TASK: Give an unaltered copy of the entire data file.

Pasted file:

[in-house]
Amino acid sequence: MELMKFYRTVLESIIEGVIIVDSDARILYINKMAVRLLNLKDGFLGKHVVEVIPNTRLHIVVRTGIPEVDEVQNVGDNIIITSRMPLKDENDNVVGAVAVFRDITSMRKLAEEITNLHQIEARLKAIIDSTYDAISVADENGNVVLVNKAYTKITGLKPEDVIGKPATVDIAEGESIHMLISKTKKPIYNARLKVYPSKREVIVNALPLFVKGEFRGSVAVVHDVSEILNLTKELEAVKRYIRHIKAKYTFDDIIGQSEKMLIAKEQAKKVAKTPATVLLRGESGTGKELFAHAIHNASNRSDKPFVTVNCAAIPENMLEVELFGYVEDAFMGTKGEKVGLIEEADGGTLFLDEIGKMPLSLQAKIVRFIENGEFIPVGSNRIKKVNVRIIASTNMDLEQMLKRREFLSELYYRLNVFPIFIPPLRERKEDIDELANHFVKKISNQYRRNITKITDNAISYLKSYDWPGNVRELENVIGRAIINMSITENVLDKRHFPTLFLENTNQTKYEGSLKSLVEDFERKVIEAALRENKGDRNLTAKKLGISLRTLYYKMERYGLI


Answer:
[in-house]
Amino acid sequence: MELMKFYRTVLESIIEGVIIVDSDARILYINKMAVRLLNLKDGFLGKHVVEVIPNTRLHIVVRTGIPEVDEVQNVGDNIIITSRMPLKDENDNVVGAVAVFRDITSMRKLAEEITNLHQIEARLKAIIDSTYDAISVADENGNVVLVNKAYTKITGLKPEDVIGKPATVDIAEGESIHMLISKTKKPIYNARLKVYPSKREVIVNALPLFVKGEFRGSVAVVHDVSEILNLTKELEAVKRYIRHIKAKYTFDDIIGQSEKMLIAKEQAKKVAKTPATVLLRGESGTGKELFAHAIHNASNRSDKPFVTVNCAAIPENMLEVELFGYVEDAFMGTKGEKVGLIEEADGGTLFLDEIGKMPLSLQAKIVRFIENGEFIPVGSNRIKKVNVRIIASTNMDLEQMLKRREFLSELYYRLNVFPIFIPPLRERKEDIDELANHFVKKISNQYRRNITKITDNAISYLKSYDWPGNVRELENVIGRAIINMSITENVLDKRHFPTLFLENTNQTKYEGSLKSLVEDFERKVIEAALRENKGDRNLTAKKLGISLRTLYYKMERYGLI